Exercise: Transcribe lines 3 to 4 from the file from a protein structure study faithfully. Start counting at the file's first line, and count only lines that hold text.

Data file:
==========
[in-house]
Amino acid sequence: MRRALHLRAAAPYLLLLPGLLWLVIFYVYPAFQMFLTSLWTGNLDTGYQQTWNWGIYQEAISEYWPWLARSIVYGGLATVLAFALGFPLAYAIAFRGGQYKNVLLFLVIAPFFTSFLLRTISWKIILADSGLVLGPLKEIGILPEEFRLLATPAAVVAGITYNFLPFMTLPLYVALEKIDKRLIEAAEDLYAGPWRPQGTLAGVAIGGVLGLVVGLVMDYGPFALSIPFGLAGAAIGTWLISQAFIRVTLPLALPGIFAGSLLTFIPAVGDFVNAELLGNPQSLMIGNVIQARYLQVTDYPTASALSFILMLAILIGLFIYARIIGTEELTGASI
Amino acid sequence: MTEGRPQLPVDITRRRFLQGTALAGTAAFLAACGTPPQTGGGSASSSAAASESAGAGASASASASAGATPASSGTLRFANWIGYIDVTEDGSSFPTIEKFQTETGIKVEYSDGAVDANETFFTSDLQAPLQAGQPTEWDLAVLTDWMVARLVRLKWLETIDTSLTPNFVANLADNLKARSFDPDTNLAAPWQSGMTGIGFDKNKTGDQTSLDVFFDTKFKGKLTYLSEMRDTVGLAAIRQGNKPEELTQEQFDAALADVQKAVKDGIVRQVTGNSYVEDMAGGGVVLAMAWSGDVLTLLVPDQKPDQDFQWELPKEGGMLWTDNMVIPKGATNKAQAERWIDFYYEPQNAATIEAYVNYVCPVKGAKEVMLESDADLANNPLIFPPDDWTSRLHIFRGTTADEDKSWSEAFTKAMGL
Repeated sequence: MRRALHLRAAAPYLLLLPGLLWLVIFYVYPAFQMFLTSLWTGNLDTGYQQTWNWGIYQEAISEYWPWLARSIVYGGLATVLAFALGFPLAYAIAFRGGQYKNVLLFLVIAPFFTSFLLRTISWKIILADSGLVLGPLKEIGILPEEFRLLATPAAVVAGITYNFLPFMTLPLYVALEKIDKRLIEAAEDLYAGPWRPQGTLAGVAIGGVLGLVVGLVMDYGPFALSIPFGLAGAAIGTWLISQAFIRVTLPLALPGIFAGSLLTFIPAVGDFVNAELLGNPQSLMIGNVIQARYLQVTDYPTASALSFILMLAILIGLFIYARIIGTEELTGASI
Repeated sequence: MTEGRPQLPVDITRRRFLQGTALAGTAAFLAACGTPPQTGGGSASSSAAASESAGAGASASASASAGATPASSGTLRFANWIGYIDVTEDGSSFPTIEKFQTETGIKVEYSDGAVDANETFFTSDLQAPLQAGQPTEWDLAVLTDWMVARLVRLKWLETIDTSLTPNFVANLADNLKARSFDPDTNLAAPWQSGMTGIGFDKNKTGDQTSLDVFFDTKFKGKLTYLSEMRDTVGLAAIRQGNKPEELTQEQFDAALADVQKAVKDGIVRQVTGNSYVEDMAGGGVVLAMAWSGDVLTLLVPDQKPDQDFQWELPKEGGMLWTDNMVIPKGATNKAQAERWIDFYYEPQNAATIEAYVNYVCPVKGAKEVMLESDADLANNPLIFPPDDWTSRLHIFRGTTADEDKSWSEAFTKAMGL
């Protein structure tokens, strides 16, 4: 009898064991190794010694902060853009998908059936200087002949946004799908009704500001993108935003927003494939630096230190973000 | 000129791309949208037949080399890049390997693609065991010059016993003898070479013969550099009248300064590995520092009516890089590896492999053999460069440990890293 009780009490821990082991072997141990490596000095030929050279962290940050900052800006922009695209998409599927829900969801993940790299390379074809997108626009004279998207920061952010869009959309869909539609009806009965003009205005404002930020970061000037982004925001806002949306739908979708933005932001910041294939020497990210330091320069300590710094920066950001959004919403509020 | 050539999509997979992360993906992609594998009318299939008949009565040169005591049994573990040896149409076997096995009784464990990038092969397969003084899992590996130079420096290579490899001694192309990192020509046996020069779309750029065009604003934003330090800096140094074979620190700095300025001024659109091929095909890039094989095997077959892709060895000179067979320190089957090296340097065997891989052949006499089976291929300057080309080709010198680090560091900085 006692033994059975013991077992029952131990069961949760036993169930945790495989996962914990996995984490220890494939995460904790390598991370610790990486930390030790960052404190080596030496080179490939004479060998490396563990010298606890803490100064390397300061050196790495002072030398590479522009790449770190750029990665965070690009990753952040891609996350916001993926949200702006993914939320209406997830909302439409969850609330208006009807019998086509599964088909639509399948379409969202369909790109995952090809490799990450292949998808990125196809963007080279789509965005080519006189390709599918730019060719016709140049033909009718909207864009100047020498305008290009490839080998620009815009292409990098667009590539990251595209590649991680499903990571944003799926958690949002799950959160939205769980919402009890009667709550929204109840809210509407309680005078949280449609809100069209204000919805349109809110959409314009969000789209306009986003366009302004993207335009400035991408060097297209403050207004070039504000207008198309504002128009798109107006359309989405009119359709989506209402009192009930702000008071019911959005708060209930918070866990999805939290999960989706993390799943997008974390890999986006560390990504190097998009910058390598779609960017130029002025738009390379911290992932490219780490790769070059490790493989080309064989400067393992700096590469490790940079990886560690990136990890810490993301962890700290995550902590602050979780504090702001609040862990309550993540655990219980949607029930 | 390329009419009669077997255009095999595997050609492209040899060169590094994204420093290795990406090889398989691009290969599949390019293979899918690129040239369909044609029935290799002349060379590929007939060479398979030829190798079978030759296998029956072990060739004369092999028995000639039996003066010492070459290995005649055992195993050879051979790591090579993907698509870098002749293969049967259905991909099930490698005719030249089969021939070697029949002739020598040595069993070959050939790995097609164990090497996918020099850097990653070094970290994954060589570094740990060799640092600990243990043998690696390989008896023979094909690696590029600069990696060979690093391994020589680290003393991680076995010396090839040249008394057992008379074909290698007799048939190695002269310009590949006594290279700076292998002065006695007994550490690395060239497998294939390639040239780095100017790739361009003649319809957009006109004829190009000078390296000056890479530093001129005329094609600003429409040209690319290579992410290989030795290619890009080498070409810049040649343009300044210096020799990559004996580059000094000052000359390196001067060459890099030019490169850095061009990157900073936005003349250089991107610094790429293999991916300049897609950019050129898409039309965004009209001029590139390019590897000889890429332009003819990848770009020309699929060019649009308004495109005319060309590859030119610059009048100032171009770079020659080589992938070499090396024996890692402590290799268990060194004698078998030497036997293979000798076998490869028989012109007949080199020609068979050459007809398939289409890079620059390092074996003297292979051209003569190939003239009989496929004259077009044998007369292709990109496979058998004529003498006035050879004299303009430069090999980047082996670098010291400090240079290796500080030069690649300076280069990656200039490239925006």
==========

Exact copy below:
Amino acid sequence: MTEGRPQLPVDITRRRFLQGTALAGTAAFLAACGTPPQTGGGSASSSAAASESAGAGASASASASAGATPASSGTLRFANWIGYIDVTEDGSSFPTIEKFQTETGIKVEYSDGAVDANETFFTSDLQAPLQAGQPTEWDLAVLTDWMVARLVRLKWLETIDTSLTPNFVANLADNLKARSFDPDTNLAAPWQSGMTGIGFDKNKTGDQTSLDVFFDTKFKGKLTYLSEMRDTVGLAAIRQGNKPEELTQEQFDAALADVQKAVKDGIVRQVTGNSYVEDMAGGGVVLAMAWSGDVLTLLVPDQKPDQDFQWELPKEGGMLWTDNMVIPKGATNKAQAERWIDFYYEPQNAATIEAYVNYVCPVKGAKEVMLESDADLANNPLIFPPDDWTSRLHIFRGTTADEDKSWSEAFTKAMGL
Repeated sequence: MRRALHLRAAAPYLLLLPGLLWLVIFYVYPAFQMFLTSLWTGNLDTGYQQTWNWGIYQEAISEYWPWLARSIVYGGLATVLAFALGFPLAYAIAFRGGQYKNVLLFLVIAPFFTSFLLRTISWKIILADSGLVLGPLKEIGILPEEFRLLATPAAVVAGITYNFLPFMTLPLYVALEKIDKRLIEAAEDLYAGPWRPQGTLAGVAIGGVLGLVVGLVMDYGPFALSIPFGLAGAAIGTWLISQAFIRVTLPLALPGIFAGSLLTFIPAVGDFVNAELLGNPQSLMIGNVIQARYLQVTDYPTASALSFILMLAILIGLFIYARIIGTEELTGASI